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Being Kenzie's dad

Published Date: 16 Jun 2022

My son Kenzie gave me the greatest gift that I could ever receive by entering the world just the way he was supposed to. Kenzie was born with profound deafness, and being his dad is an absolute pleasure. I’ve learnt a lot about both of us and the way we communicate with each other.

When Kenzie was first born, I got to spend some precious time just us two while his mum was in recovery. During this time, I told him that I was always going to be there for him and that I loved him so very much. I did not know that Kenzie could not hear one word of what I was saying to him. I feel a bit silly now, but I’m sure that he picked up on what I was telling him from the number of kisses and cuddles I gave him.

When the hearing screening equipment came around the room on the maternity ward, I saw a lot of newborn babies have their hearing tested before they got round Kenzie. I saw a lot of green lights and beeps from the other newborns, but when Kenzie was tested, the light on the equipment turned red and made a different tone of beep. This was the first hint towards Kenzie’s deafness and our journey together.

We went home and completely forgot about the test as I had to change another nappy. It was a good few weeks later that Kenzie went for further tests on different dates and was eventually diagnosed with widened vestibular aqueducts through a condition called Pendred syndrome, which primarily effects the hearing and thyroid. This was hands down the toughest moment of my life. When I first found out, I was in a state of shock. I also felt scared, confused, lost, guilty, angry - it felt like the ground had opened up and just swallowed me.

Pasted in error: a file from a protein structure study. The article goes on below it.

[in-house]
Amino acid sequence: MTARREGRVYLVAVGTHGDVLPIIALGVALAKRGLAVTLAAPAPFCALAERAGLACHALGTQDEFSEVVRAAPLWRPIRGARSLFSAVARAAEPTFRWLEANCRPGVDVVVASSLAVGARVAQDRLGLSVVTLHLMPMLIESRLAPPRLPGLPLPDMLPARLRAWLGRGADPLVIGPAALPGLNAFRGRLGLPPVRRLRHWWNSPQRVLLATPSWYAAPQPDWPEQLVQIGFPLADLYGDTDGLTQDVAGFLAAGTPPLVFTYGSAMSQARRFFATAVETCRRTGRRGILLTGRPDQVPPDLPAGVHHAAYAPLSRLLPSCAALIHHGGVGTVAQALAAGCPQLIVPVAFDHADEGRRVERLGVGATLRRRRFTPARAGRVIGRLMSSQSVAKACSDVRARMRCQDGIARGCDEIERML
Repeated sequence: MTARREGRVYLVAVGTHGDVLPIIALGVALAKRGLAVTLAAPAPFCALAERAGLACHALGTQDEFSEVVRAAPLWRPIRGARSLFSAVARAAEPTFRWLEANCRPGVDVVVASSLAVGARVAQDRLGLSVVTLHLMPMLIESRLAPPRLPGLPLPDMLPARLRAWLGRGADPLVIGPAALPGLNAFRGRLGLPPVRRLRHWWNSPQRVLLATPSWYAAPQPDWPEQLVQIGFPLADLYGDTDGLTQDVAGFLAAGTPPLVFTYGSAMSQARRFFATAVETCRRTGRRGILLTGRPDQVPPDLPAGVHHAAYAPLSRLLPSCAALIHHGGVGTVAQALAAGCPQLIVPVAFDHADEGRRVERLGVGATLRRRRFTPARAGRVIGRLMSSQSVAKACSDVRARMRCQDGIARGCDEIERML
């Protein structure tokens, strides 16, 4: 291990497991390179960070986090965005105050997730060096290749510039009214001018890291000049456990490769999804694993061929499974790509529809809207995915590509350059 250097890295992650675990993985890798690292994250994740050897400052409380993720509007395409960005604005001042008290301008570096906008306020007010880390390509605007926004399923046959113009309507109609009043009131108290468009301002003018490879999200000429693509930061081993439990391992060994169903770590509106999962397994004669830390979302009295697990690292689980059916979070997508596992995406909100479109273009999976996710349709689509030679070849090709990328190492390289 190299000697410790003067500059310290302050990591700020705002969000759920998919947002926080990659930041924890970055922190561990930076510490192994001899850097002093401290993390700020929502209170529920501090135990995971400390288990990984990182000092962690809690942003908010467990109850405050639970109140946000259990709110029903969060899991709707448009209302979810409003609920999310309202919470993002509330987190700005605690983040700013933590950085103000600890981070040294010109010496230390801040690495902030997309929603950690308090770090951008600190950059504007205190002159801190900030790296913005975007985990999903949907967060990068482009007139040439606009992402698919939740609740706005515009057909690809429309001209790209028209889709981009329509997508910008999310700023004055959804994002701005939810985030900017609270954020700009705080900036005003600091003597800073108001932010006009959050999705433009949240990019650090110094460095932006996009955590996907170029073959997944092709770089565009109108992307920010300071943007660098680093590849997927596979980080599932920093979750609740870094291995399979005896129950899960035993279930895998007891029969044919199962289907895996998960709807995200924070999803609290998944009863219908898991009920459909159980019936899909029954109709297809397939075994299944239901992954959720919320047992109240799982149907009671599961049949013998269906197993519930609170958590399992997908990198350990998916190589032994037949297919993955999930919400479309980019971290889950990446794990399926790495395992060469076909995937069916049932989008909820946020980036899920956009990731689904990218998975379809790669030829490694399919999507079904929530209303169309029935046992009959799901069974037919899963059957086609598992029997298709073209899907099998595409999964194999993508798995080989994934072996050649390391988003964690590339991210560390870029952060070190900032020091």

However, it wasn’t long before those feelings drifted away and were replaced with a sense of challenge and a positive approach to tackling how I was going to raise my son and the way I was going to communicate with him.

The National Deaf Children’s Society (NDCS) played a huge part in this as I had the pleasure of being invited to one of their presentations, which showed me that there was a way forward, and a very good one at that. We just had to make a joint decision on which communication method was the best one for Kenzie.

Kenzie had been fitted with hearing aids, and it was amazing to see him hear for the first time. He had the ability to hear some of the noises around him but not the ones for full speech recognition, so I decided to commit myself to my local college where I learnt British Sign Language and the importance of using it with Kenzie. I continued to learn and practice in my own time, and it didn’t take long before it felt natural when I used it with Kenzie. Kenzie learnt how to communicate before the time most children can even talk. It benefitted us both because I could meet Kenzie’s needs much more efficiently as we would just use the signs that we had learnt together. The negative side to this was that he learnt to say ‘no’ earlier than usually!